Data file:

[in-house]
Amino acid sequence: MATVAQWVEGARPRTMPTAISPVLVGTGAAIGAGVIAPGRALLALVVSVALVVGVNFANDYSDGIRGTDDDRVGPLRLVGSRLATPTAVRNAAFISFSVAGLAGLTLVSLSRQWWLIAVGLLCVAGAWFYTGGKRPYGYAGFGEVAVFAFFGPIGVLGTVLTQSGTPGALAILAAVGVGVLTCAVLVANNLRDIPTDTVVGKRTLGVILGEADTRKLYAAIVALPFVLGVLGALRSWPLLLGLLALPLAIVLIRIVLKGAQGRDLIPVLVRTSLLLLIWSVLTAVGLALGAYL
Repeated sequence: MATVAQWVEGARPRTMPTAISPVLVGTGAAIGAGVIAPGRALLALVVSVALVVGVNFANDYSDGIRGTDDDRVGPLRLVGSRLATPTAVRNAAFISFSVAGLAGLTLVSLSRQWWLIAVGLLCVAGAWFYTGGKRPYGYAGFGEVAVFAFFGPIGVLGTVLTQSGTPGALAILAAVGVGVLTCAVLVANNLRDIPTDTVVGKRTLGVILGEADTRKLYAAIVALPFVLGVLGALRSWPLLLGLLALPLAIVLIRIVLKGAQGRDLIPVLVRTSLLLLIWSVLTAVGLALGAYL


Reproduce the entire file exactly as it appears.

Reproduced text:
[in-house]
Amino acid sequence: MATVAQWVEGARPRTMPTAISPVLVGTGAAIGAGVIAPGRALLALVVSVALVVGVNFANDYSDGIRGTDDDRVGPLRLVGSRLATPTAVRNAAFISFSVAGLAGLTLVSLSRQWWLIAVGLLCVAGAWFYTGGKRPYGYAGFGEVAVFAFFGPIGVLGTVLTQSGTPGALAILAAVGVGVLTCAVLVANNLRDIPTDTVVGKRTLGVILGEADTRKLYAAIVALPFVLGVLGALRSWPLLLGLLALPLAIVLIRIVLKGAQGRDLIPVLVRTSLLLLIWSVLTAVGLALGAYL
Repeated sequence: MATVAQWVEGARPRTMPTAISPVLVGTGAAIGAGVIAPGRALLALVVSVALVVGVNFANDYSDGIRGTDDDRVGPLRLVGSRLATPTAVRNAAFISFSVAGLAGLTLVSLSRQWWLIAVGLLCVAGAWFYTGGKRPYGYAGFGEVAVFAFFGPIGVLGTVLTQSGTPGALAILAAVGVGVLTCAVLVANNLRDIPTDTVVGKRTLGVILGEADTRKLYAAIVALPFVLGVLGALRSWPLLLGLLALPLAIVLIRIVLKGAQGRDLIPVLVRTSLLLLIWSVLTAVGLALGAYL